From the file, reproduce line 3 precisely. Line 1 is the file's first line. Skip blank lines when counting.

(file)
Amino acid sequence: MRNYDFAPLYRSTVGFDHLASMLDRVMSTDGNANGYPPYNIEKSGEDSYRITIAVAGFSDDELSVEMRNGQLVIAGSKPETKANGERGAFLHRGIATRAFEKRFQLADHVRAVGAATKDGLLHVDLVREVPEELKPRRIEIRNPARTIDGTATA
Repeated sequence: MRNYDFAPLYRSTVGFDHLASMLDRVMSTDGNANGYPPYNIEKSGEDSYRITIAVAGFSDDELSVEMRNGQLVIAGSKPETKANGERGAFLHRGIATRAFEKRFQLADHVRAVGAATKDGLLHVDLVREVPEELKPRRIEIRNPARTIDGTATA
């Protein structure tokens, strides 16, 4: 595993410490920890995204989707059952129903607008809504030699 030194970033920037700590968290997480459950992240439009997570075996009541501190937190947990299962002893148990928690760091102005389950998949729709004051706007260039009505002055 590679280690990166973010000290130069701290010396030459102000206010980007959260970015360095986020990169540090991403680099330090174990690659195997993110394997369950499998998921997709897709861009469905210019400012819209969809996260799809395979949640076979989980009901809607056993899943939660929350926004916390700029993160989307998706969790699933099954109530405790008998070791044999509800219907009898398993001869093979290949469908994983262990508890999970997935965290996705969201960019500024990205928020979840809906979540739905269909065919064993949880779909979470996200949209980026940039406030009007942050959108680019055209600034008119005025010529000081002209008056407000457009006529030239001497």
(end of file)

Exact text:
């Protein structure tokens, strides 16, 4: 595993410490920890995204989707059952129903607008809504030699 030194970033920037700590968290997480459950992240439009997570075996009541501190937190947990299962002893148990928690760091102005389950998949729709004051706007260039009505002055 590679280690990166973010000290130069701290010396030459102000206010980007959260970015360095986020990169540090991403680099330090174990690659195997993110394997369950499998998921997709897709861009469905210019400012819209969809996260799809395979949640076979989980009901809607056993899943939660929350926004916390700029993160989307998706969790699933099954109530405790008998070791044999509800219907009898398993001869093979290949469908994983262990508890999970997935965290996705969201960019500024990205928020979840809906979540739905269909065919064993949880779909979470996200949209980026940039406030009007942050959108680019055209600034008119005025010529000081002209008056407000457009006529030239001497």